So while everyone in the States is observing Veteran's Day (thank you for your service!) over here in Korea it's Pepero Day.
Pepero Day is pretty equivalent to Valentine's Day and White Day. The stores all put up massive displays and you can buy extra big boxes of it or the bakery made variety with sprinkles or "I Love You" written across it. If you've ever watched a Korean game show you may have seen pepero before when it's used in a kissing game. They play it a lot in We Got Married (우리 결혼했어요) which features a variety of Korean stars who are paired up for the show. Each person in the couple takes one end of pepero in their mouth and then begins eating it so that they get close to kissing, à la Lady and the Tramp. Of course since they're so shy about that here (take a drink every time a Korean drama fades out or cuts away from a kiss!) the game is basically to see which couple is willing to get close enough for a kiss before biting off and therefore have the shortest stick of pepero at the end. So Pepero Day is definitely a holiday that couples can indulge in but there is plenty of pepero exchange between friends too.
Walking to work I passed a bunch of students heading home and saw them carrying boxes with bows on them and gift bags and even one girl who had to use both arms to carry a heart-shaped pepero box display. At work one of the students in my first class gave me a box of pepero, the chocolate filled kind which is the best obviously. Then in my second class one of the students brought in extra large, individually wrapped sticks for everyone in the class. Another student even gave me a big box of pepero from Paris Baguette which is slightly fancier and probably cost much more. Very sweet!
I am for any holiday that encourages the eating of cookies dipped in chocolate so long live Pepero Day!
Trivia of the Day: "The Liancourt Rocks, also known as Dokdo or Tokto (독도, literally "solitary island") in Korean or Takeshima (たけしま/竹島, literally "bamboo island") in Japanese, are a group of small islets in the Sea of Japan (East Sea). Sovereignty over the islets is disputed between Japan and South Korea. The islets are currently administered by South Korea, which has its Coast Guard stationed there. The Liancourt Rocks consist of two main islets and 35 smaller rocks. Two Korean citizens—an octopus fisherman and his wife—are permanent residents on the islets. A small Korean police detachment, administrative personnel, and lighthouse staff are stationed in non-permanent supporting positions on the islets. Although claimed by both Korea and Japan, Liancourt Rocks are currently administered by the Republic of Korea. Both nations' claims extend back at least several hundred years. Significant arguments supported by a variety of historical evidence have been presented by both parties, which have been challenged by counter-arguments with varying degrees of success. North Korea supports South Korea's claim.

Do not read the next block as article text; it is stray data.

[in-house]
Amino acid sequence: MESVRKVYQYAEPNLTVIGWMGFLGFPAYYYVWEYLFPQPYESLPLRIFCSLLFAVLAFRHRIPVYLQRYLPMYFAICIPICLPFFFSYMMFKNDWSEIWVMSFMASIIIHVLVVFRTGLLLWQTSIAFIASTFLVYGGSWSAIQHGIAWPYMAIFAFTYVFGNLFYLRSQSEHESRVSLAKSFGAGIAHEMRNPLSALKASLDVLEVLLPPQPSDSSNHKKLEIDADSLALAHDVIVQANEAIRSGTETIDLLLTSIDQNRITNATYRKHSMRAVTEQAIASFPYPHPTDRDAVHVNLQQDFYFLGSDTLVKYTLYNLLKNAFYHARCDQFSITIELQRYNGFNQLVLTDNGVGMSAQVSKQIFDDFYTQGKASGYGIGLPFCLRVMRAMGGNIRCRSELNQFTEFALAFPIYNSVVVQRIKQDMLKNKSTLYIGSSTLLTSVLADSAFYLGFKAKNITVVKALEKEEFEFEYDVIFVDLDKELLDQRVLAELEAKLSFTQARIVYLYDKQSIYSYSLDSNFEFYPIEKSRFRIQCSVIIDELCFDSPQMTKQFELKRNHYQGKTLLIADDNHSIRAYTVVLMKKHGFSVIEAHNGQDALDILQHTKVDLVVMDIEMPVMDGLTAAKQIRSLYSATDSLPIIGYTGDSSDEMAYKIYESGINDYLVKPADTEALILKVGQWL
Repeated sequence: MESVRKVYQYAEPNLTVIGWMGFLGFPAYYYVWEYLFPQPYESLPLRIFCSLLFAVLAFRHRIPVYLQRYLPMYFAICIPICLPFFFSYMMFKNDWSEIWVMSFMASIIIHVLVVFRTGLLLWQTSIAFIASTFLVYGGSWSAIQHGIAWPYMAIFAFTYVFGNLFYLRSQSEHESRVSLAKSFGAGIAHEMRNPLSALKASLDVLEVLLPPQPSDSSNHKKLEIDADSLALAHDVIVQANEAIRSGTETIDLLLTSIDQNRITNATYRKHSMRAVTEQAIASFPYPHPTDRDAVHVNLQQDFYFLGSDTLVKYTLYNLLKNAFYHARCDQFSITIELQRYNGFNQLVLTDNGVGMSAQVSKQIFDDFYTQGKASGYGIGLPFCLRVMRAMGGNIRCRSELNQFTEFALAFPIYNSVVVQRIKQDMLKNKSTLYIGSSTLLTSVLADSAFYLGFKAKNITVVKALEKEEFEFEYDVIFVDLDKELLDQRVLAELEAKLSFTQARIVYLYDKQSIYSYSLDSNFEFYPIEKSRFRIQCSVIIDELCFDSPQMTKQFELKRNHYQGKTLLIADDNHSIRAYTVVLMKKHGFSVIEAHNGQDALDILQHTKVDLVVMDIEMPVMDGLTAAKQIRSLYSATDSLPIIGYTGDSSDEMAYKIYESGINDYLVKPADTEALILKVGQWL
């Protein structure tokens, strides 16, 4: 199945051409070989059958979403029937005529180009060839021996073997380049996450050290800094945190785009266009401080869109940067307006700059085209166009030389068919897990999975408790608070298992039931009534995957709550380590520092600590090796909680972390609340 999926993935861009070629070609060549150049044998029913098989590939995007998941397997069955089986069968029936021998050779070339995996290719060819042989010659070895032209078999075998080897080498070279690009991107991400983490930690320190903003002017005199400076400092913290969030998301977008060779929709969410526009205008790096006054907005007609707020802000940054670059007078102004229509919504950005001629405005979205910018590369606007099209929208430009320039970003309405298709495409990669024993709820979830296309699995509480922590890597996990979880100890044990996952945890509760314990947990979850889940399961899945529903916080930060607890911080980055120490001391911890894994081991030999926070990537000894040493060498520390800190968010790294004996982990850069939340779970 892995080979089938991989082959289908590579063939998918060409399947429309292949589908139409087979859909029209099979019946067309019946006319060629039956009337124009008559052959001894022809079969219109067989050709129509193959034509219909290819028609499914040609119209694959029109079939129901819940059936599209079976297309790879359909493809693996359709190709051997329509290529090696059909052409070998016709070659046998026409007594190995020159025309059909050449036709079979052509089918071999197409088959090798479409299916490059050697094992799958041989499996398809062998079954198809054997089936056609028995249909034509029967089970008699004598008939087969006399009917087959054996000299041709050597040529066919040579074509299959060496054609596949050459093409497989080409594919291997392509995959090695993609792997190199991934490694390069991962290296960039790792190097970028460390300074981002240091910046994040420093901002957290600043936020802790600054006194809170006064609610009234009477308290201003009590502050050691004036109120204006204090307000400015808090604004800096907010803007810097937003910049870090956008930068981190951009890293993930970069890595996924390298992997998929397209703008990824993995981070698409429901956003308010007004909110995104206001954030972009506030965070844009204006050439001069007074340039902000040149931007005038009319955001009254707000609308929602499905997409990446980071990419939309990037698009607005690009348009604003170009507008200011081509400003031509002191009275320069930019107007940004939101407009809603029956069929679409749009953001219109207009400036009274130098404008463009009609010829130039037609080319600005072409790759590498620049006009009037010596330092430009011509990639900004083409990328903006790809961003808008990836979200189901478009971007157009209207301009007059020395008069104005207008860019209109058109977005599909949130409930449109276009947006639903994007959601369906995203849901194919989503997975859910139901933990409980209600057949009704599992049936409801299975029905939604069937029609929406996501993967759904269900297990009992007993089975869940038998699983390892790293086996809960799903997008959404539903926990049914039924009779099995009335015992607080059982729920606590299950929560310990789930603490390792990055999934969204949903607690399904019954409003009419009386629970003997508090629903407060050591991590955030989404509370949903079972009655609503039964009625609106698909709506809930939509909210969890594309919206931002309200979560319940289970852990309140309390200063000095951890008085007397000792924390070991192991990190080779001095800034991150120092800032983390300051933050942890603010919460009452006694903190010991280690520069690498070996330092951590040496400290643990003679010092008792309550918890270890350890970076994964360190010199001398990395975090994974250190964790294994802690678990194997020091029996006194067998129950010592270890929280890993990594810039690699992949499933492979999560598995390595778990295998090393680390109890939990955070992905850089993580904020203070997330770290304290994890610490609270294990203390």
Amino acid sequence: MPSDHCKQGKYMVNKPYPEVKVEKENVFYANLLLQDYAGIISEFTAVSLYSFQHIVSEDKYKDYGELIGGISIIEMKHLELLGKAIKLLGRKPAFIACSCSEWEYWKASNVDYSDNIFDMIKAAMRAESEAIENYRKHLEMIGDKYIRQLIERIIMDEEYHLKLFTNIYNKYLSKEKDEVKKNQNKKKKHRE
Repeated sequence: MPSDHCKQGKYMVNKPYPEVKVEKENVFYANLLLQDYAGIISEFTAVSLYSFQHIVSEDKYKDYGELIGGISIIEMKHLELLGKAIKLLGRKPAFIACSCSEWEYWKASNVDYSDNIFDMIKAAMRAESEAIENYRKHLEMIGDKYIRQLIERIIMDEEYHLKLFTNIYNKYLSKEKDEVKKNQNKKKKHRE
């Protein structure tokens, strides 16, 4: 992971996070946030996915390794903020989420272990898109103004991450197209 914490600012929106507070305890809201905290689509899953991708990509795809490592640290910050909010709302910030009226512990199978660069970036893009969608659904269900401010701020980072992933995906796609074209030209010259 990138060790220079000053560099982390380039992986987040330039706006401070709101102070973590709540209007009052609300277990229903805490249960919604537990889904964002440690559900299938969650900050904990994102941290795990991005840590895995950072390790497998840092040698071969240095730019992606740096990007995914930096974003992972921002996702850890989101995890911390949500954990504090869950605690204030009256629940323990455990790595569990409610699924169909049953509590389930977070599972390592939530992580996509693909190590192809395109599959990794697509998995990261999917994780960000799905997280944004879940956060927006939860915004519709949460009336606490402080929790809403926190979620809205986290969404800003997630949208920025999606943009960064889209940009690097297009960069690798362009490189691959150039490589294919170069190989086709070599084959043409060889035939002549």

The Liancourt Rocks are a point of heated contention*, alongside other Japan–Korea disputes. The Japanese Ministry of Foreign Affairs considers its position "inalterable". South Korea, for its part, maintains a nationwide educational program which sends the students of 62 elementary, middle, and high schools on field trips to the rocks on a regular basis. The government has also written a textbook about the rocks, intended to be used in elementary schools across the country, and manages a year-round national educational tour. When Japan's Shimane prefecture announced a "Takeshima Day" in 2005, Koreans reacted with demonstrations and protests throughout the country, extreme examples of which included a mother and son slicing off their own fingers, and a man who set himself on fire. In 2006, five Korean "Dokdo Riders" embarked on a world tour to raise international awareness of the dispute. Another notable protest featured South Koreans decapitating pheasants in front of the Japanese Embassy."
*The Dokdo debate is serious business! My students get all worked up about it (although this is true any time Japan is mentioned) and it's been used several times during their end of class project. Most recently I had a group who drew a picture of the Korean peninsula as a buff person who was punching Japan and saying, "Dokdo is ours!".